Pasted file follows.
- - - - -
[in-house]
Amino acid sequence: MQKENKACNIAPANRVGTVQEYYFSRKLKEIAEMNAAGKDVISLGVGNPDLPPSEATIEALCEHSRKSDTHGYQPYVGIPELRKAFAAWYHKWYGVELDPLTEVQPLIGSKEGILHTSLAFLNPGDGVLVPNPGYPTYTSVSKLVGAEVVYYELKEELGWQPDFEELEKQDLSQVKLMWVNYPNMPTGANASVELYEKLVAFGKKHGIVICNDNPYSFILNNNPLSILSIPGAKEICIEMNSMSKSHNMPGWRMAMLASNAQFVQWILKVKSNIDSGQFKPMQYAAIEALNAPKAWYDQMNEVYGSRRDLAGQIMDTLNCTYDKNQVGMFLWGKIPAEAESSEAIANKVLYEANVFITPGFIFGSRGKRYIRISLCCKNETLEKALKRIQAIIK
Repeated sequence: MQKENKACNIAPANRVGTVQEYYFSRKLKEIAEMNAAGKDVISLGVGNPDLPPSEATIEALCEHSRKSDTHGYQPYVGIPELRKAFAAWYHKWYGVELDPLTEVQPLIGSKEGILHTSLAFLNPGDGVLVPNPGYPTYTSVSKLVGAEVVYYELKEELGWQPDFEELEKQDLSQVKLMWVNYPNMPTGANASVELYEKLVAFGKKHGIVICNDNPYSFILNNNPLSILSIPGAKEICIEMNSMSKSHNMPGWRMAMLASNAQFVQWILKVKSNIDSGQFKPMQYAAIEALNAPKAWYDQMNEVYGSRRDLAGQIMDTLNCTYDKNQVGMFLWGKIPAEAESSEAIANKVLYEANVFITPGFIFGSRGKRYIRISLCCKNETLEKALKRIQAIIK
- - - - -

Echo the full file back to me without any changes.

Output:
[in-house]
Amino acid sequence: MQKENKACNIAPANRVGTVQEYYFSRKLKEIAEMNAAGKDVISLGVGNPDLPPSEATIEALCEHSRKSDTHGYQPYVGIPELRKAFAAWYHKWYGVELDPLTEVQPLIGSKEGILHTSLAFLNPGDGVLVPNPGYPTYTSVSKLVGAEVVYYELKEELGWQPDFEELEKQDLSQVKLMWVNYPNMPTGANASVELYEKLVAFGKKHGIVICNDNPYSFILNNNPLSILSIPGAKEICIEMNSMSKSHNMPGWRMAMLASNAQFVQWILKVKSNIDSGQFKPMQYAAIEALNAPKAWYDQMNEVYGSRRDLAGQIMDTLNCTYDKNQVGMFLWGKIPAEAESSEAIANKVLYEANVFITPGFIFGSRGKRYIRISLCCKNETLEKALKRIQAIIK
Repeated sequence: MQKENKACNIAPANRVGTVQEYYFSRKLKEIAEMNAAGKDVISLGVGNPDLPPSEATIEALCEHSRKSDTHGYQPYVGIPELRKAFAAWYHKWYGVELDPLTEVQPLIGSKEGILHTSLAFLNPGDGVLVPNPGYPTYTSVSKLVGAEVVYYELKEELGWQPDFEELEKQDLSQVKLMWVNYPNMPTGANASVELYEKLVAFGKKHGIVICNDNPYSFILNNNPLSILSIPGAKEICIEMNSMSKSHNMPGWRMAMLASNAQFVQWILKVKSNIDSGQFKPMQYAAIEALNAPKAWYDQMNEVYGSRRDLAGQIMDTLNCTYDKNQVGMFLWGKIPAEAESSEAIANKVLYEANVFITPGFIFGSRGKRYIRISLCCKNETLEKALKRIQAIIK